First of all the wool from Chyangra (Capra Hircus) goat is collected. The Cashmere wool is collected every spring. Then the soft fine cashmere is separated form the thick coarse hair. And both the soft cashmere and the thick coarse hair is taken for their further process.

2. Spinning
The cashmere wool is collected every spring and is basically spun by hand. The yarn is spun on a spinning wheel locally known as 'Charkha'. Prior to spinning, the raw material is treated by stretching and cleaning it to remove any dirt and soaked for a few days in a mixture of rice and water to make it softer. Hand-spinning is an extremely painstaking task. It requires immense patience, dexterity and dedication and is amazing process to watch.
3. Weaving
Cashmere yarn is too fragile for the vibration caused by power looms, the weaving of the traditional 100% cashmere shawls are therefore done on hand-looms. It is essential for the weaver to have a uniform hand. for par excellence fabric. Weaving here is done with a shuttle carrying the soft cashmere yarn through the fine yet strong silk warp. The weaving process is in itself an art, which has been passed down over generations, to give you the fabulous shawls, which we offer. It takes about four days to weave a single cashmere shawl. The weaving of cashmere products differ according to the nature of cashmere products. Different looms are required to weave different cashmere products. For cashmere shawls, cashmere stoles, cashmere mufflers, cashmere scarves, cashmere blankets and cashmere sweaters are woven in different looms and they takes different amount of cashmere fibers and takes time accordingly.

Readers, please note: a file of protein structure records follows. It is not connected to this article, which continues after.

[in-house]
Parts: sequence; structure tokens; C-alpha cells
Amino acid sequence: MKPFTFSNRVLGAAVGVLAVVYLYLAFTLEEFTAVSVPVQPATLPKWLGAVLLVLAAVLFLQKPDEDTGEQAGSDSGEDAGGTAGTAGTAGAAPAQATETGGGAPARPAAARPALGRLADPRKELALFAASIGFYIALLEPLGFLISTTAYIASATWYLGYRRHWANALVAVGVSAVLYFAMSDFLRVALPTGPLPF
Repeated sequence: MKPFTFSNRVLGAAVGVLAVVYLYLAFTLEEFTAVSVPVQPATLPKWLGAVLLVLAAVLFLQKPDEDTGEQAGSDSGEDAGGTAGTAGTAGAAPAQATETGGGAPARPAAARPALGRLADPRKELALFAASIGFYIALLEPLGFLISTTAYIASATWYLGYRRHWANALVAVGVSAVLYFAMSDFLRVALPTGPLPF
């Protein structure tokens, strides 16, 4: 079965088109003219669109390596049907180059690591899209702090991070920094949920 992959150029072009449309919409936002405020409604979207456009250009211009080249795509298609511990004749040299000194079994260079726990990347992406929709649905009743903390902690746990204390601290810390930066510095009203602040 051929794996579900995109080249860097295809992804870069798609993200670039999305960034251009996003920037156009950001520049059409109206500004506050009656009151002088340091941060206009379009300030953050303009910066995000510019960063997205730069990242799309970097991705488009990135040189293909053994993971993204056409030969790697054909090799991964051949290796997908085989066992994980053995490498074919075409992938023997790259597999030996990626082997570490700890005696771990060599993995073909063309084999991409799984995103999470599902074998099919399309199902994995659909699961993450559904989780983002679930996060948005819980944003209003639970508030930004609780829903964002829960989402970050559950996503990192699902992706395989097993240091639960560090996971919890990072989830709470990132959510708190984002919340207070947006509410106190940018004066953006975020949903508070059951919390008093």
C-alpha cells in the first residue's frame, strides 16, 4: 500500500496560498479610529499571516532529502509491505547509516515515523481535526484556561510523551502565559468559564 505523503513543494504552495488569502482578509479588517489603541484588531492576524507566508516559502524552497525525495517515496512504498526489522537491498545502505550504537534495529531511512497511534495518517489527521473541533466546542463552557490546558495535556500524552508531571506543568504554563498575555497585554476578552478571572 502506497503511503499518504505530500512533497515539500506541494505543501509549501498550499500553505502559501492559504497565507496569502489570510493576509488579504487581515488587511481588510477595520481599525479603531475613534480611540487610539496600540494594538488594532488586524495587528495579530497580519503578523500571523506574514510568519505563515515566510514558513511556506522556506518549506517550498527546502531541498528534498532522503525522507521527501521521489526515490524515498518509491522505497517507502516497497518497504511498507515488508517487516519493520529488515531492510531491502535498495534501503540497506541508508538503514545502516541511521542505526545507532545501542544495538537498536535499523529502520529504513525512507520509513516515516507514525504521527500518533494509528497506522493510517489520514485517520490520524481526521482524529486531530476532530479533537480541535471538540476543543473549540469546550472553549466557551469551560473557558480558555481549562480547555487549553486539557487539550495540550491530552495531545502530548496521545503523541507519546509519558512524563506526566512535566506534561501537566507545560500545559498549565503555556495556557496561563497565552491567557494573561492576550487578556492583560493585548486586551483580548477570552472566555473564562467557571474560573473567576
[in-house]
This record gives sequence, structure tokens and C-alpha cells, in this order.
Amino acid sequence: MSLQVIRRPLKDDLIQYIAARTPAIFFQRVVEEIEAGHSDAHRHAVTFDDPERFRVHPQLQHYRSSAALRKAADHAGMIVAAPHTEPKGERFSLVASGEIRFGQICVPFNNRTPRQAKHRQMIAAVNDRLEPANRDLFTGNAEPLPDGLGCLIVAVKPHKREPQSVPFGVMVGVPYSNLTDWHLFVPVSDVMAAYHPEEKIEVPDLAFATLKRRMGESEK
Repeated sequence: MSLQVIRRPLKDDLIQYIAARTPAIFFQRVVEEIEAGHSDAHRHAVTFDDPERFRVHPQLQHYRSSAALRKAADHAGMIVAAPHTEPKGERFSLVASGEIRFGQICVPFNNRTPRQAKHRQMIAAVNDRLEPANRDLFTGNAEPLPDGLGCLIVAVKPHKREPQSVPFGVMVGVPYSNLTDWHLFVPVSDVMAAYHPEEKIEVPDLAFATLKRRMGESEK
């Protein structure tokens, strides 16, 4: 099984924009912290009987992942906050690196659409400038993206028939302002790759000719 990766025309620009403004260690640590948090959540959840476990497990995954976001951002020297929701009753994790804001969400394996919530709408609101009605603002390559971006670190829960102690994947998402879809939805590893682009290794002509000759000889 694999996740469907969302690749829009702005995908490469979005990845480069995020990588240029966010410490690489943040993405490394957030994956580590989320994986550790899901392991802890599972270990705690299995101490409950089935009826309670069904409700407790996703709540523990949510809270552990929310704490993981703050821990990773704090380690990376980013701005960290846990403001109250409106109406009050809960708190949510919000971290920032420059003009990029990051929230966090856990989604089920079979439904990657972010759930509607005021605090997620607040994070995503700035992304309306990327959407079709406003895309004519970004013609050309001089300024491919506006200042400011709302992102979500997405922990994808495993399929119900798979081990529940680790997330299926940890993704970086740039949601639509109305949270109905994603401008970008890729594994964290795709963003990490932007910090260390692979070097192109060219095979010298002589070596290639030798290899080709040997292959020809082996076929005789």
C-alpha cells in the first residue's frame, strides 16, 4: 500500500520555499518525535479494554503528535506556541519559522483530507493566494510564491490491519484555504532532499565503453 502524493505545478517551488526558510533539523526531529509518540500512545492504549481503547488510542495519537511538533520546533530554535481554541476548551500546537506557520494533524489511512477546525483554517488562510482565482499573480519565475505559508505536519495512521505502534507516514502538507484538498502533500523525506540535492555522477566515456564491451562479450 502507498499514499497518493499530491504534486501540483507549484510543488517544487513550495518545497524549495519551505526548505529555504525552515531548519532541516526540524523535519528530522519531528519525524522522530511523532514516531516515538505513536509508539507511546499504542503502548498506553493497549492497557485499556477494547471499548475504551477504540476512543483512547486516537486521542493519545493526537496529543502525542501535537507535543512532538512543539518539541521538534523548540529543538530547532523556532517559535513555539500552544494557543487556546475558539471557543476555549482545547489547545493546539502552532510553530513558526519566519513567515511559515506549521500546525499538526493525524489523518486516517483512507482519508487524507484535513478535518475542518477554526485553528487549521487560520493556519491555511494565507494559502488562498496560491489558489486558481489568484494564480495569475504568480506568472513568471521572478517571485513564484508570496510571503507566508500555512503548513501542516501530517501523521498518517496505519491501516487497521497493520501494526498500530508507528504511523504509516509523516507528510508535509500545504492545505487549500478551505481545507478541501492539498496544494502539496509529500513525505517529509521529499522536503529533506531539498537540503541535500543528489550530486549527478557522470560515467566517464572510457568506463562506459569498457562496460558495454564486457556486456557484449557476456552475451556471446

4. Fringes and Designs
Sureja, Gita, Rashmila, and Bhagabhati twisting fringes.
The attractive and excellent fringes and beautiful designs in cashmere shawl will be different than the others. Fringe and designs add extra beauty to cashmere shawls and other cashmere products. The making of the distinctive cashmere fringe and designs is an interesting stage of shawl making. Because the fringe and design making process is artistic and delicate process it takes hours to fringe and design each cashmere shawl or any other cashmere product by the expert.
5. Dyeing
Bishnu stirring a shawl
Dyeing is also done by hand and each piece individually. Dyers with immense patience and generations of experience are the one who dye the cashmere shawls, Cashmere stoles, cashmere mufflers, cashmere scarves, and other cashmere products, as even the smallest negligence reflects on the quality of the product. Only metal and azo free dyes are used, making the shawls and other cashmere products completely eco-friendly. The pure water used for dying is pumped up from deep beneath the surface. Dyeing is done at a temperature just below boiling point for nearly an hour. Cashmere wool is exceptionally absorbent, and dyes easily and deeply. In this way a fabulous Pashmina Wool, cashmere shawl, cashmere stole, cashmere scarf, cashmere muffler, cashmere sweater, cashmere blanket and other cashmere products are made.